With the buildup to Christmas over, all that remains are the days until the New Year makes its entrance. This time can be equally stressful. During the final leg of the holiday season, many people self-medicate their anxieties with alcohol, food, or drugs. The idea of taking stock of the previous twelve months can send people into psychological overdrive.
It doesn’t have to be that way. Dr. John R. Sharp, a psychiatrist on the faculty at Harvard Medical School, has delved into how the overlap between seasonal, cultural, and personal factors can impact us emotionally. He presents these instructive insights in his new book The Emotional Calendar.
The period between Thanksgiving and New Year’s fits into what Sharp described as a staple of the American “cultural calendar.” When I spoke with him by telephone specifically about this stretch, he addressed how such a holiday “hot spot” can be the catalyst for “emotional disruption.” These hot spots often overlap with an individual’s personal “emotional calendar,” which is comprised of birthdays, anniversaries, deaths, and remembrances of high and low points. For adults, he said, memories—both positive and negative— become triggers, something that causes feelings from the past to emerge. In tandem with the external hoopla of this “celebratory” period, our moods are affected.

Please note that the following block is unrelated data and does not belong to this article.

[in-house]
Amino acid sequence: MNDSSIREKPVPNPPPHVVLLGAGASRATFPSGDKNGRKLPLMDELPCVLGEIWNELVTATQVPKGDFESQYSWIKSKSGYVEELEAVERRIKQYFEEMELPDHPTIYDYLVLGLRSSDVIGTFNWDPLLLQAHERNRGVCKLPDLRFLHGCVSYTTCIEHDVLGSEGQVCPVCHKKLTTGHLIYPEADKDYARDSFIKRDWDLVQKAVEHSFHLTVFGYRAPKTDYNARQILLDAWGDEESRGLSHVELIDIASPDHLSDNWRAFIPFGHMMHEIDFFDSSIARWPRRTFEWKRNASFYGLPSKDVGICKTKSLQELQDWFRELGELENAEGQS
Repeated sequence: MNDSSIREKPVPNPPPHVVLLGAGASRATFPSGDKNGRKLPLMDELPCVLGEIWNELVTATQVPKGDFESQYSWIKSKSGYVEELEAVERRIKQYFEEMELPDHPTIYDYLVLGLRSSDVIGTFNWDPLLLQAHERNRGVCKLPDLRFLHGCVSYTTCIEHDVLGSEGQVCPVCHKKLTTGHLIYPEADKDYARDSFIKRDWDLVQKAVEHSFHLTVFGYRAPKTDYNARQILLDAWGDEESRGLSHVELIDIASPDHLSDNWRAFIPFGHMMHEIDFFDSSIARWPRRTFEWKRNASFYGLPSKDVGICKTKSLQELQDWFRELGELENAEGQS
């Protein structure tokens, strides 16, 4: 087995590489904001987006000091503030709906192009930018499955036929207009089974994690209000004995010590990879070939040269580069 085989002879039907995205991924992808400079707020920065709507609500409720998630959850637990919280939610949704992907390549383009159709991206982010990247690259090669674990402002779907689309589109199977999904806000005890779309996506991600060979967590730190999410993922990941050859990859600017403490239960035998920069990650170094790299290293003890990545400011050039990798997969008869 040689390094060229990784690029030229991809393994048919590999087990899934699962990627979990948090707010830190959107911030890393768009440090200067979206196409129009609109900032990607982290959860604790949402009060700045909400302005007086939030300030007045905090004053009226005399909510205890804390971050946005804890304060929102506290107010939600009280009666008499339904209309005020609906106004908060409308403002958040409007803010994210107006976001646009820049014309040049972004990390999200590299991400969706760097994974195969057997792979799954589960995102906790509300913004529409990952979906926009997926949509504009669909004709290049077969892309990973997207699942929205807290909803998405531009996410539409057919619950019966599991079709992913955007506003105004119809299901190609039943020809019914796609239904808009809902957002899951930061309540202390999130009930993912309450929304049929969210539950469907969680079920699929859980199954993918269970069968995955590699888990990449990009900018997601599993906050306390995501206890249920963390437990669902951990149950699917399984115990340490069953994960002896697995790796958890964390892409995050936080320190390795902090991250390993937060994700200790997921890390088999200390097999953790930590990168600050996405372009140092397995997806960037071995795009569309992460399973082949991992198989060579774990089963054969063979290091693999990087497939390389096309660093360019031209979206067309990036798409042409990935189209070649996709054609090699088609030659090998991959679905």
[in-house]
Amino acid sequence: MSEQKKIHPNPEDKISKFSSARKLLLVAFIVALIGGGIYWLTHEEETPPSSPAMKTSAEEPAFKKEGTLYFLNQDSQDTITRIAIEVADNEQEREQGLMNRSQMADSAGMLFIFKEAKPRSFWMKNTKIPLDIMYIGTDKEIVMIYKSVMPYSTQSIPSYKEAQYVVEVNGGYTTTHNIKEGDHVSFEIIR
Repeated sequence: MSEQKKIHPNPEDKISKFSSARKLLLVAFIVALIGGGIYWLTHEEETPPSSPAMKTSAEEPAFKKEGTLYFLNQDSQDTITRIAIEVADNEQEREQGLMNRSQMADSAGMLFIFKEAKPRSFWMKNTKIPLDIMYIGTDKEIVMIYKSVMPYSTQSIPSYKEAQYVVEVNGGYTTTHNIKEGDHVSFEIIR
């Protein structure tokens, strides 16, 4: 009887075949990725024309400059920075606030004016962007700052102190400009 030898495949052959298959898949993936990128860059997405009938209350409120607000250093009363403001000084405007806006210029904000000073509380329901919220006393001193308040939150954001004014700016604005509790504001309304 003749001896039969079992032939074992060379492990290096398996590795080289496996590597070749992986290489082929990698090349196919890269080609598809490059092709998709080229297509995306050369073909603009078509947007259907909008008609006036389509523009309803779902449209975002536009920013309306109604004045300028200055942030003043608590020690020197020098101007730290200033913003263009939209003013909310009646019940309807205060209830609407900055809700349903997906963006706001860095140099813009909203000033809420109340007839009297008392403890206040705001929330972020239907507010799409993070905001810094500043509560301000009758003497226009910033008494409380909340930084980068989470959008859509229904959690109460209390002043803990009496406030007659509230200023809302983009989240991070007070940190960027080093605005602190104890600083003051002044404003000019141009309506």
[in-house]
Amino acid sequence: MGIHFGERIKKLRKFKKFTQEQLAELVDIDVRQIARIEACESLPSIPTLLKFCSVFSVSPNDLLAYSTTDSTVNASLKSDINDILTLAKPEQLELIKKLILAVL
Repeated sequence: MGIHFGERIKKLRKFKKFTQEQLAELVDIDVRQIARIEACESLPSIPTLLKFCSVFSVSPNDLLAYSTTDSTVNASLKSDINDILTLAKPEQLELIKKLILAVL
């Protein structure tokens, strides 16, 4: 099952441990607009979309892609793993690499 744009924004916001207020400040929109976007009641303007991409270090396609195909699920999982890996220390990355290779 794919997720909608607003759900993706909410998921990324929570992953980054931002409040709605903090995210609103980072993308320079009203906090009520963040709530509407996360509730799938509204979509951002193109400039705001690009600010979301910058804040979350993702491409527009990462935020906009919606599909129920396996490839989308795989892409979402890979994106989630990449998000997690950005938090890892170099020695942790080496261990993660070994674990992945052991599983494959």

Sharp suggested that people should expect things to be different during the holidays. Grown-ups have experienced losses and disappointments, and therefore have a repository of associative memories to reflect upon.